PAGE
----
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Using a Personal Credit Card


Guest Maria
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The Treasurer of our non-profit has decided that writing checks is unnecessary and is paying the Association’s expenses with her personal credit card. This month she is seeking close to $3000 in reimbursements, which are processed by her also. She was asked not to use it, but continues with the blessing of one board member that says we shouldn’t make a big deal about it. The treasurer said these were budgeted items that she was paying, but because of COVID, won’t write checks. The Association also has its own debit/credit card, but she says it doesn’t work, but hasn’t done anything about it. There is nothing in the bylaws about this new method of payment nor is there anything in the bylaws or rules about Treasurer reimbursement. Could use a little advice. Thanks in advance.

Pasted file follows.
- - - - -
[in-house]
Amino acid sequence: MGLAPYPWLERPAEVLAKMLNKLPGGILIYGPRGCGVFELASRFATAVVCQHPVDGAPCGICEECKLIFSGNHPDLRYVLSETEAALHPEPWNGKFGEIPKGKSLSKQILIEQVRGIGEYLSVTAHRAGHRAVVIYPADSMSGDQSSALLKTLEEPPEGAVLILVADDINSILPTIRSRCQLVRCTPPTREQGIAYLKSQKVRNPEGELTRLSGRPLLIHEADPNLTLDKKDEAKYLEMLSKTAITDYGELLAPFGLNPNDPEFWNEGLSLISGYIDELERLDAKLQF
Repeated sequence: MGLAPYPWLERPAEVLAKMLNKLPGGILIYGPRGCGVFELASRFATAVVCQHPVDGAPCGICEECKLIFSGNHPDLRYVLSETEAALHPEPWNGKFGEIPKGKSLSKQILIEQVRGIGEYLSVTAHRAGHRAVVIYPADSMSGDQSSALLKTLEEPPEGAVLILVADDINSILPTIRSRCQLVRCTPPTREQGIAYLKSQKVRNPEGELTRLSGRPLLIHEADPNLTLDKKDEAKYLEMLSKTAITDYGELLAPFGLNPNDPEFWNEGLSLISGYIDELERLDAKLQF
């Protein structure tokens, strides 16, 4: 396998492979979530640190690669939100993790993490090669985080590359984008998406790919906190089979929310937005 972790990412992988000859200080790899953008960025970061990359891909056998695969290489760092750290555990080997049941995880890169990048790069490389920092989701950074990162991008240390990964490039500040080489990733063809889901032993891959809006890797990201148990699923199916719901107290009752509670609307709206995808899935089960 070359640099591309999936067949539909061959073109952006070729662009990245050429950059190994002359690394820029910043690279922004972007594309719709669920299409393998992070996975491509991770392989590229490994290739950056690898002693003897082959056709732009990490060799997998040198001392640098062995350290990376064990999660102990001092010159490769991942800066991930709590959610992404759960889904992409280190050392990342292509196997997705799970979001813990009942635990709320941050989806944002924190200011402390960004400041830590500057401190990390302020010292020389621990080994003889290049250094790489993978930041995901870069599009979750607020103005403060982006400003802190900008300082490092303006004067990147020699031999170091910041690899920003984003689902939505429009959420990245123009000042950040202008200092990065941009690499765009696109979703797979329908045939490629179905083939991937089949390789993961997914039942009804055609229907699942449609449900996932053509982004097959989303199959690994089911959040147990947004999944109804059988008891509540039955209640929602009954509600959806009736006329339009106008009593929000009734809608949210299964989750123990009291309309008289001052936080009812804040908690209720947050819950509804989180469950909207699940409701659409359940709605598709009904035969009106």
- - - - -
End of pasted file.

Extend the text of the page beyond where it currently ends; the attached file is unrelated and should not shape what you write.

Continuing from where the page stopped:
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This sounds like a clearly bad idea.  The blessing of a single board member is hardly sufficient.  By a majority vote the assembly can direct the Treasurer to use either the society's checkbook or the society's credit card.    I fail to see how writing a check can put one at risk of infection, especially if it is delivered by mail.

It may be time to write and adopt a full job description for the Treasurer position, including a provision that when a check is written to the Treasurer, it must be signed by another officer.  Be sure to establish other signatories with the bank as needed.  Some organizations always require two signatures from among those authorized on any check.

Basically it's up to the board as part of their duties to ensure that the finances are properly handled.  Finances are not a big deal until they are a big deal, and then they are a big ****ing deal.